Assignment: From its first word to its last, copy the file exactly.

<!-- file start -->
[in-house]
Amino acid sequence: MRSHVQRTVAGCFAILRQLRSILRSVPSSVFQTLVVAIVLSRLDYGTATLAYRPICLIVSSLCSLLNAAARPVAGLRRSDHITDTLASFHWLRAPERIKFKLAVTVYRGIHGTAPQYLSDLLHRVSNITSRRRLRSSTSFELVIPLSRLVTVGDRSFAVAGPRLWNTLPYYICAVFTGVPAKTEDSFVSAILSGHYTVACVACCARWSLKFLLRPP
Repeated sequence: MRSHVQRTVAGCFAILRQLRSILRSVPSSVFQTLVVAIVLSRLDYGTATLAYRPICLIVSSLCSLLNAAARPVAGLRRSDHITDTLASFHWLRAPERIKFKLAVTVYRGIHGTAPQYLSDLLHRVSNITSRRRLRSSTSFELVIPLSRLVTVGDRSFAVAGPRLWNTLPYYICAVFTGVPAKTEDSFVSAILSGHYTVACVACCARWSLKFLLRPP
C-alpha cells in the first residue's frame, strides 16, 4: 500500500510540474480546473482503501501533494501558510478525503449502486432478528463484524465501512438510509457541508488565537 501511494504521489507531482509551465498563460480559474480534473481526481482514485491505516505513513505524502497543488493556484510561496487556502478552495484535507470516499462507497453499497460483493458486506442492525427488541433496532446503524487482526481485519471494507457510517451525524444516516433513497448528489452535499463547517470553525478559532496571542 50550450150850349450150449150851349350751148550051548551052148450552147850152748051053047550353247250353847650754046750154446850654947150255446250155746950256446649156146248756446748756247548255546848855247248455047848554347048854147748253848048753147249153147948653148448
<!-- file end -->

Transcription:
[in-house]
Amino acid sequence: MRSHVQRTVAGCFAILRQLRSILRSVPSSVFQTLVVAIVLSRLDYGTATLAYRPICLIVSSLCSLLNAAARPVAGLRRSDHITDTLASFHWLRAPERIKFKLAVTVYRGIHGTAPQYLSDLLHRVSNITSRRRLRSSTSFELVIPLSRLVTVGDRSFAVAGPRLWNTLPYYICAVFTGVPAKTEDSFVSAILSGHYTVACVACCARWSLKFLLRPP
Repeated sequence: MRSHVQRTVAGCFAILRQLRSILRSVPSSVFQTLVVAIVLSRLDYGTATLAYRPICLIVSSLCSLLNAAARPVAGLRRSDHITDTLASFHWLRAPERIKFKLAVTVYRGIHGTAPQYLSDLLHRVSNITSRRRLRSSTSFELVIPLSRLVTVGDRSFAVAGPRLWNTLPYYICAVFTGVPAKTEDSFVSAILSGHYTVACVACCARWSLKFLLRPP
C-alpha cells in the first residue's frame, strides 16, 4: 500500500510540474480546473482503501501533494501558510478525503449502486432478528463484524465501512438510509457541508488565537 501511494504521489507531482509551465498563460480559474480534473481526481482514485491505516505513513505524502497543488493556484510561496487556502478552495484535507470516499462507497453499497460483493458486506442492525427488541433496532446503524487482526481485519471494507457510517451525524444516516433513497448528489452535499463547517470553525478559532496571542 50550450150850349450150449150851349350751148550051548551052148450552147850152748051053047550353247250353847650754046750154446850654947150255446250155746950256446649156146248756446748756247548255546848855247248455047848554347048854147748253848048753147249153147948653148448